Often when visiting an abandoned building, you are left with several questions. When was this building abandoned and why was it left to the elements to decay and fade? Who were the people who built it, and who decided to let it go? A lot of times it is hard to find much information about some buildings, so they are left in mystery. I wish I knew more about this church, located in the Delta region of eastern Arkansas. It looks to have been abandoned for awhile, with part of the roof caved in and collapsed (making it a holy/holey roof).


The interior of the church raises more questions, namely what happened here? Why is one half of the building nearly gone, while the other almost looks to be ok? What's the story with the piano in the middle? Did someone try to move it, only to manage to get it to this spot before giving up? Also there were some holes in the floor, would I fall through if I walked inside to take pictures?


And a close-up view of the piano, with the gaping hole in the roof above. Which made me wonder how much longer this building will be standing? And how many people would mourn it once it inevitably collapses?


Nearby was this old abandoned home, which was slowly being devoured by vines and weeds.

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Down the road was this old store, which despite what the "OPEN" sign says was definitely closed for business.


Also nearby was this spherical building sitting by an old cotton gin, looking almost like a metal wigwam. I stopped for a few pictures and was greeted by a curious dog who stood in the street to see what I was up to (part of the town's version of the Paw Patrol, I'm guessing).


Saturday, August 31, 2019

Pinnacle Mountain

Last weekend I took Jonah to Pinnacle Mountain State Park, and we walked along the Arkansas Arboretum Trail. The trail is great for toddlers - it's not too long, and there aren't any steep parts or places where he could fall off a cliff. The trail, along with the park's playground, are a favorite spot for draining a toddler's energy levels so that he's good for naptime (which more importantly means I can take a nap too).


Just outside of the park is this old red barn, so I made a quick stop to get a few pictures before heading home and napping.



Wednesday, August 28, 2019

Hurricane Lake

It's oddly interesting that Arkansas, a state that is not located on the ocean, has two wildlife/wilderness areas named after hurricanes. There is Hurricane Creek in the Ozarks, and then Hurricane Lake in the Delta near the metropolis of Bald Knob. Wonder how they both received their names? Did someone name them after their favorite drink that they enjoyed on Bourbon Street in New Orleans?


The Hurricane Lake Wildlife Management Area encompasses about 17,000 acres, which contains several oxbow lakes and bottomland hardwoods. It's a popular spot for hunting and fishing (and also mosquitoes).




Tuesday, August 27, 2019


The small town of Judsonia features not one but two old bridges that cross the Little Red River. One of them is an old automobile bridge, which was built in 1924 and is still open for traffic. And also wayward photographers who walk across to take a few pictures (there was also a guy fishing and a couple getting their portraits taken by another photographer). From the bridge you get a really good view of the other old bridge - the Union Pacific Rail Bridge, which was built in 1912 and is also still used by trains.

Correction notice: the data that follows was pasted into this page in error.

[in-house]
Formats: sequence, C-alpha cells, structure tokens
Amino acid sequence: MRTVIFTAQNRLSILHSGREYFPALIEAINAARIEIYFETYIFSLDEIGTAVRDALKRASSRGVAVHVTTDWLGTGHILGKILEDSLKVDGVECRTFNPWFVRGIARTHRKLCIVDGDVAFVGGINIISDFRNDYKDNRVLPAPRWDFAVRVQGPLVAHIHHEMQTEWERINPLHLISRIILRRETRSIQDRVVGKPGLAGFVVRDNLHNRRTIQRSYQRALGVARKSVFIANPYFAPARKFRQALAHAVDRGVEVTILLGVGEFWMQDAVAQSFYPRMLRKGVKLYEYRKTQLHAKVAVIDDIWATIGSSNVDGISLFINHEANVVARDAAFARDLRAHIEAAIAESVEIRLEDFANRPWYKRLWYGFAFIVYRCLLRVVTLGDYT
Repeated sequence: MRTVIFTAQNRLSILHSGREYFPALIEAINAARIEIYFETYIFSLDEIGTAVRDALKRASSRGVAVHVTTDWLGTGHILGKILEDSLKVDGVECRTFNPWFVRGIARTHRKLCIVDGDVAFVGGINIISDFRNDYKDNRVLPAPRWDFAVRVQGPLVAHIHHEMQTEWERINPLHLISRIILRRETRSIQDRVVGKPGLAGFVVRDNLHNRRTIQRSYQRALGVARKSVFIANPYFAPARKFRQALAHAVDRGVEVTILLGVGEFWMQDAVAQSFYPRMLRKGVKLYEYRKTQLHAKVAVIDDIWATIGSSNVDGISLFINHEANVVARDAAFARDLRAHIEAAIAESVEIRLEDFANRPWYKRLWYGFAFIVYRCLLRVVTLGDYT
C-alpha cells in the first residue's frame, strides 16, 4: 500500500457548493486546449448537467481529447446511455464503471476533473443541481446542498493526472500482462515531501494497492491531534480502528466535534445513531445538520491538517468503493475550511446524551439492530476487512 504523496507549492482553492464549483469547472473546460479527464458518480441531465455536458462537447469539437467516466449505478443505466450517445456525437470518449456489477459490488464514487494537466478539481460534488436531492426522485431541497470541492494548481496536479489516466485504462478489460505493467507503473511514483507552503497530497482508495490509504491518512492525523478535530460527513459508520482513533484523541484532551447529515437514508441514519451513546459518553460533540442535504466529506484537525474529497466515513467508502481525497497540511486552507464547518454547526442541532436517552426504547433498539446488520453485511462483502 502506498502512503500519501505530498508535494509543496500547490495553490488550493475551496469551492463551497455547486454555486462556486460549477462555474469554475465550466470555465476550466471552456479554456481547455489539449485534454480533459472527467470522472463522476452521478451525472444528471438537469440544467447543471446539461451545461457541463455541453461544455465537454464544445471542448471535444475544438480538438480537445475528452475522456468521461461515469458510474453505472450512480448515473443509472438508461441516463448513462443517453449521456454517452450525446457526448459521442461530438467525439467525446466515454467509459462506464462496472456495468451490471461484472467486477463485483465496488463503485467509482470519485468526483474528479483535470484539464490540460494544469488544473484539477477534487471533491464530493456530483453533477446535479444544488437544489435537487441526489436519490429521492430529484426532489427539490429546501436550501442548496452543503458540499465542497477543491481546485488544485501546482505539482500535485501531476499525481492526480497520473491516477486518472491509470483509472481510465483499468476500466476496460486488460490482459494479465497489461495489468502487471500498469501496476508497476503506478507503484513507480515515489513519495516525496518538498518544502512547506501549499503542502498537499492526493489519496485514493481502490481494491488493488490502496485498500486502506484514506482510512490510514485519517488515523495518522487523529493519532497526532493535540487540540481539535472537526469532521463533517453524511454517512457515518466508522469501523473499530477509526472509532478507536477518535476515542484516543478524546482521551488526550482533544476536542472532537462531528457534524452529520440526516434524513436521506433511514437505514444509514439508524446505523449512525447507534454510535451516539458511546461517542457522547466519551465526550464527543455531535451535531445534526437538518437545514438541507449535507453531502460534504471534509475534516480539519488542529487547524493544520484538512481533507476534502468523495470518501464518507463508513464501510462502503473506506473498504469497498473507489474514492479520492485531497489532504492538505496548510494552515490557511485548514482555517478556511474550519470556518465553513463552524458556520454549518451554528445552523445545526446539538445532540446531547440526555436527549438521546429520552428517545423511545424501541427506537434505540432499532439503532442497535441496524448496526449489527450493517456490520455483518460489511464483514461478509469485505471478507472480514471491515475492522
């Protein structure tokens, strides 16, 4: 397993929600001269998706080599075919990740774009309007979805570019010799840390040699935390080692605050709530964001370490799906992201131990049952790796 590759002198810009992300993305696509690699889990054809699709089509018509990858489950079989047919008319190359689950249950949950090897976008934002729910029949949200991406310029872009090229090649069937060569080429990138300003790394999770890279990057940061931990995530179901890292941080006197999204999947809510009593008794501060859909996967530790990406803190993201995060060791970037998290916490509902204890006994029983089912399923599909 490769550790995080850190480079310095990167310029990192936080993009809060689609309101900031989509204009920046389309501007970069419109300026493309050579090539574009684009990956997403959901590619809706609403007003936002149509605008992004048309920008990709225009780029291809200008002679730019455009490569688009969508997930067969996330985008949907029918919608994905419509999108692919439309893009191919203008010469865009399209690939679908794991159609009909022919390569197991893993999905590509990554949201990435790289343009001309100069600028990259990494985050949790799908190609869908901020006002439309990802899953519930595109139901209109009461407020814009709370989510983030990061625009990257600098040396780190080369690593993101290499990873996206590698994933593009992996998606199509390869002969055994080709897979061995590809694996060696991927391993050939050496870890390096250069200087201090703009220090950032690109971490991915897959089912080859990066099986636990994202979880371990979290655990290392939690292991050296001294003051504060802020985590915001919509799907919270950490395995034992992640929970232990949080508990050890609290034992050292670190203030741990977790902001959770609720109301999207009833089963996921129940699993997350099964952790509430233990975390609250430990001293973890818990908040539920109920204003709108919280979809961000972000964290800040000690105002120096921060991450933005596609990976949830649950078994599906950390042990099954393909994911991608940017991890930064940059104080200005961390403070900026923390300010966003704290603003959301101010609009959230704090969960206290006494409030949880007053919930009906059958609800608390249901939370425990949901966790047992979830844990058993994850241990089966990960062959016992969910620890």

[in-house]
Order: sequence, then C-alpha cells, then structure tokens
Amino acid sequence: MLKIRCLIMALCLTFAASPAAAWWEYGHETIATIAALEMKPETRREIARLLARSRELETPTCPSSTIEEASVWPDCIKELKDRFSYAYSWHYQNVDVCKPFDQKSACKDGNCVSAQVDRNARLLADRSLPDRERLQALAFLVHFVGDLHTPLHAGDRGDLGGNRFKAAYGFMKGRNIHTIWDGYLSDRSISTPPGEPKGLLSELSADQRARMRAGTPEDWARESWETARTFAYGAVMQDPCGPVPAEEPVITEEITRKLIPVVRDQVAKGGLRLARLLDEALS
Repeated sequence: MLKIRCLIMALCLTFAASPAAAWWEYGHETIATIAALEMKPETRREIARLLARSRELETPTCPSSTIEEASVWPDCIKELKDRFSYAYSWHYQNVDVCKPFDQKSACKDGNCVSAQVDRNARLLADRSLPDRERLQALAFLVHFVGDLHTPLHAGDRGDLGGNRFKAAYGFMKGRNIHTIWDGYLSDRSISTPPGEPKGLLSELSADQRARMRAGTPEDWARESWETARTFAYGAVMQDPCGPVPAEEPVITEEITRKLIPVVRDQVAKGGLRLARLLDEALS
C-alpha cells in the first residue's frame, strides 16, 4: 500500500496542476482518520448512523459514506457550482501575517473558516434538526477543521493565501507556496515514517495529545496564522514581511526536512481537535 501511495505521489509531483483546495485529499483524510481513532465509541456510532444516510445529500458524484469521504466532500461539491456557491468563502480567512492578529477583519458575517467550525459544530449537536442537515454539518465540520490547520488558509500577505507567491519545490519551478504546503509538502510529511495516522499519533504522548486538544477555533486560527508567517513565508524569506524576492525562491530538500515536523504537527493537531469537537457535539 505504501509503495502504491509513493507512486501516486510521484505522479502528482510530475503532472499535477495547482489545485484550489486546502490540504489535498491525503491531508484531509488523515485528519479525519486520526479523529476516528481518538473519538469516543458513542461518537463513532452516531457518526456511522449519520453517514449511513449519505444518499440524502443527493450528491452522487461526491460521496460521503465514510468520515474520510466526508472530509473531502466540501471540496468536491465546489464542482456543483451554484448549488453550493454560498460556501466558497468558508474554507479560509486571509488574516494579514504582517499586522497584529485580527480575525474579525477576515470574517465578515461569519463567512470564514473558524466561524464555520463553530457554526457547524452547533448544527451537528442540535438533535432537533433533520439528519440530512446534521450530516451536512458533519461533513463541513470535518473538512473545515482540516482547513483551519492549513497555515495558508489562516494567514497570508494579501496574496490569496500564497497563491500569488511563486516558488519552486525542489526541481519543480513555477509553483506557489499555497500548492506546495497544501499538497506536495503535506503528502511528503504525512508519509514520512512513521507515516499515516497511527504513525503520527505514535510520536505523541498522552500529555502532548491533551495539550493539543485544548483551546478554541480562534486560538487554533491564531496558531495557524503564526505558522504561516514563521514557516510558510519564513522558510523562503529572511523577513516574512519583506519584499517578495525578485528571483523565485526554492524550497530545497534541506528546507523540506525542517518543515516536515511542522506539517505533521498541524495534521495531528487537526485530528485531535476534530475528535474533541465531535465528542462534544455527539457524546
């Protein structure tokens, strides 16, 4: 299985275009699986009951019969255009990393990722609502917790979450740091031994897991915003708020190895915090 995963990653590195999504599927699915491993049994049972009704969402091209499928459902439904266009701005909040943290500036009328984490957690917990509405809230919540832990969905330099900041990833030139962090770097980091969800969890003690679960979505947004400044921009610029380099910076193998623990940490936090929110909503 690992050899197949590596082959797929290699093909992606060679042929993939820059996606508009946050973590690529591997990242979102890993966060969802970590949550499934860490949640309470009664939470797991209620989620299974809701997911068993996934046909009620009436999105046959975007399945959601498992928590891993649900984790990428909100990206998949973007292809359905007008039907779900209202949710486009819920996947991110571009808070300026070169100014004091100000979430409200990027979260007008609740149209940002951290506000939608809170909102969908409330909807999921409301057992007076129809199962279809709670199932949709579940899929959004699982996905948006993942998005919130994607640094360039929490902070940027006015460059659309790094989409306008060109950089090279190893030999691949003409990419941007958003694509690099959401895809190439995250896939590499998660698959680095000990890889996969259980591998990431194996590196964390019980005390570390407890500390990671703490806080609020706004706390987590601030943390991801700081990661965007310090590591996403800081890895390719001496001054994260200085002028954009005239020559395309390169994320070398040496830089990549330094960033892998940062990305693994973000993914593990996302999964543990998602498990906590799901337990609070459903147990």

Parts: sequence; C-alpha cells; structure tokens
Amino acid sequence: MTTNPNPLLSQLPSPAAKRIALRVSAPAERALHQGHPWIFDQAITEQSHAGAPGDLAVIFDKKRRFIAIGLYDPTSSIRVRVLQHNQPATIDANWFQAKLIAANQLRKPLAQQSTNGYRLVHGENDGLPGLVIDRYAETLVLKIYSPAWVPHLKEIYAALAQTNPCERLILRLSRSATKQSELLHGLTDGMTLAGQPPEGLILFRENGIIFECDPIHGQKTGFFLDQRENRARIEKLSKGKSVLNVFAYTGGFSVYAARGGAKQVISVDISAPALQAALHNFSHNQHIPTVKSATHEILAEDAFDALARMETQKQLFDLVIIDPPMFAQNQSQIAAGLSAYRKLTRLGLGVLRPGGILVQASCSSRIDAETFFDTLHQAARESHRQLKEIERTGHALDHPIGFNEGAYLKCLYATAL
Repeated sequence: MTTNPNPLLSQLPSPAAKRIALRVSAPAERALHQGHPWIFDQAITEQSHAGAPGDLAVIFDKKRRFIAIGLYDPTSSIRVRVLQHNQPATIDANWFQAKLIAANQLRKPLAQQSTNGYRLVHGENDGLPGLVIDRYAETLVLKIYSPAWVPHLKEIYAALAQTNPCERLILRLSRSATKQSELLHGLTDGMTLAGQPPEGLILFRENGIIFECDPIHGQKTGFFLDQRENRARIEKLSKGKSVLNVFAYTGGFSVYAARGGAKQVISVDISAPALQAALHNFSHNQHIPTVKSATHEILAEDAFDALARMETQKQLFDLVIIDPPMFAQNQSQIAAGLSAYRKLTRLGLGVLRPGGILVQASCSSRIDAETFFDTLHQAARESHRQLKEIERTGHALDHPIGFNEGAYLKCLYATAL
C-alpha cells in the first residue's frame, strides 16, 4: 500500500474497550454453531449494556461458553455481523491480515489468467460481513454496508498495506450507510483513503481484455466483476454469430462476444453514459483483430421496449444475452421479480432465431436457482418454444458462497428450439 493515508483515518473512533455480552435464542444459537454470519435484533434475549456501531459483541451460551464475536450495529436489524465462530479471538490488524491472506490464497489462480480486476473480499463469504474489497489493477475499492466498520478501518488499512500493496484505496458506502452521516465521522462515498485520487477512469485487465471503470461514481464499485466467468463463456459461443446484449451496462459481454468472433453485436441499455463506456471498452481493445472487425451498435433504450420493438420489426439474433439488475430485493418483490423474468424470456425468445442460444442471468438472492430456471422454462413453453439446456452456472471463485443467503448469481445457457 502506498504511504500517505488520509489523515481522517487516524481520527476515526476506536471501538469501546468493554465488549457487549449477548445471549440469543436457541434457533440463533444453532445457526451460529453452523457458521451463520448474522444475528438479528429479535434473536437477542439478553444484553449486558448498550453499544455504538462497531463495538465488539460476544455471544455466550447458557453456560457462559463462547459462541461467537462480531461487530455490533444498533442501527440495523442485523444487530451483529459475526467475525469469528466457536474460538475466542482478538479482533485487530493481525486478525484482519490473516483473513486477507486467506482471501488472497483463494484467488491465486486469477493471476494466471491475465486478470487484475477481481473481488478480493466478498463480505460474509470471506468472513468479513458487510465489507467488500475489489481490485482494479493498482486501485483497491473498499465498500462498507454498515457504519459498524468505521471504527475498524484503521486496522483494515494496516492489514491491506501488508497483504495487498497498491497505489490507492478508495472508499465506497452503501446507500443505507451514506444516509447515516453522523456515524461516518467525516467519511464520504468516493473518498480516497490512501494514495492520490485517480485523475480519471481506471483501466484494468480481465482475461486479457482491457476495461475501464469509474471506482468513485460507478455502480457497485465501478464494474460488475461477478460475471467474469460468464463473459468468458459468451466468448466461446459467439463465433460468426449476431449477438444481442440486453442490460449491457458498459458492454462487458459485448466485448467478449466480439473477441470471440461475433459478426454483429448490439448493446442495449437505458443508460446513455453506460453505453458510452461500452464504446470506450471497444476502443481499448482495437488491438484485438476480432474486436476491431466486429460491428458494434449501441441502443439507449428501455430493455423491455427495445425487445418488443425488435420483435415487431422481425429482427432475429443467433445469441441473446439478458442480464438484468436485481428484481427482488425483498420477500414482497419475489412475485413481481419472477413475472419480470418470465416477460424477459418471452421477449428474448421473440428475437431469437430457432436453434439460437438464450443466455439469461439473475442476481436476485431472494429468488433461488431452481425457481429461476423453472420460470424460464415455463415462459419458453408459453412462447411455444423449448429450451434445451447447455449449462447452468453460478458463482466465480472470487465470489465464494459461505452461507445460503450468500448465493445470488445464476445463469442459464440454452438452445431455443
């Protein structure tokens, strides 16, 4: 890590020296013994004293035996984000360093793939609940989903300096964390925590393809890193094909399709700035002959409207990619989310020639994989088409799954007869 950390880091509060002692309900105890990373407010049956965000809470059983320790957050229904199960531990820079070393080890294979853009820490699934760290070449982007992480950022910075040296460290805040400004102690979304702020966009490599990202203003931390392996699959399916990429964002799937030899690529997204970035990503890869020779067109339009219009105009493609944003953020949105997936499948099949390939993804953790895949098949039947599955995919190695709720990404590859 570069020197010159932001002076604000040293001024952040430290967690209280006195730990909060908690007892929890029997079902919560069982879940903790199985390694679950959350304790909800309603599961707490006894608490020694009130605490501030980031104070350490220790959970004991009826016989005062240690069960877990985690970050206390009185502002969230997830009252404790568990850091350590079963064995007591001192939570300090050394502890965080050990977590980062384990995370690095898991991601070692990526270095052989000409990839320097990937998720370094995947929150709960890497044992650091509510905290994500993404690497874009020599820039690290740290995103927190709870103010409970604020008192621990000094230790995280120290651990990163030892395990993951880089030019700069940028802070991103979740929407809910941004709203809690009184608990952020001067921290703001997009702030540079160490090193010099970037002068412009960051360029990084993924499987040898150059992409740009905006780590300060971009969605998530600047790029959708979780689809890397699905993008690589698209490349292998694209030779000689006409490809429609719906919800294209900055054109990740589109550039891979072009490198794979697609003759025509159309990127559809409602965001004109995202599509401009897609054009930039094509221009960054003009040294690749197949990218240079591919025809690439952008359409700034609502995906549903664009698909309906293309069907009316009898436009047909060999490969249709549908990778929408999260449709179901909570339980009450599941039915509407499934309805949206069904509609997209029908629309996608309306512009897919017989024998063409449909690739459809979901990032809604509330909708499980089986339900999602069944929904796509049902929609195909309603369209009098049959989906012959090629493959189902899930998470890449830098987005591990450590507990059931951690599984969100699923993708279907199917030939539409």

This was taken on a typical hot and muggy Arkansas summer day, which meant the camera immediately fogged up as soon as I got out of the car. But the foggy lens did at least match the drifting fog lurking along the river.


Monday, August 26, 2019


Located just at the foot of the Main Street Bridge in North Little Rock is the National Pawn Shop, which opened in 1945 and holds the distinction of being the oldest pawn shop in the state. On the side of the building is this sign, which has cracked and broken off and revealed an older sign beneath it. Which is ok, even the Mona Lisa is falling apart.


Sunday, August 25, 2019

Tin Roof...Rusted

I was driving around Little Rock one lazy Sunday afternoon and tried to find a few things to get some pictures of. I made one quick stop at a parking lot underneath the Broadway Bridge, where there is this shell of an old concrete building. It's empty and has graffiti, but the window does have a pretty decent view of the bridge.


After that I went through the little pocket of industrial area that sits in-between downtown and the airport. There are lots of warehouses and factories, and a few abandoned buildings. At this spot, vines and weeds had partially consumed the side of one abandoned building.


And a few other buildings..




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There wasn't much traffic out on the streets, and the buildings themselves seemed really quiet. There were a few junkyard dogs on patrol behind a fence by this building, but they didn't seem eager to wake up from their nap to bark at anyone taking any pictures nearby.


Thursday, August 22, 2019

This Old House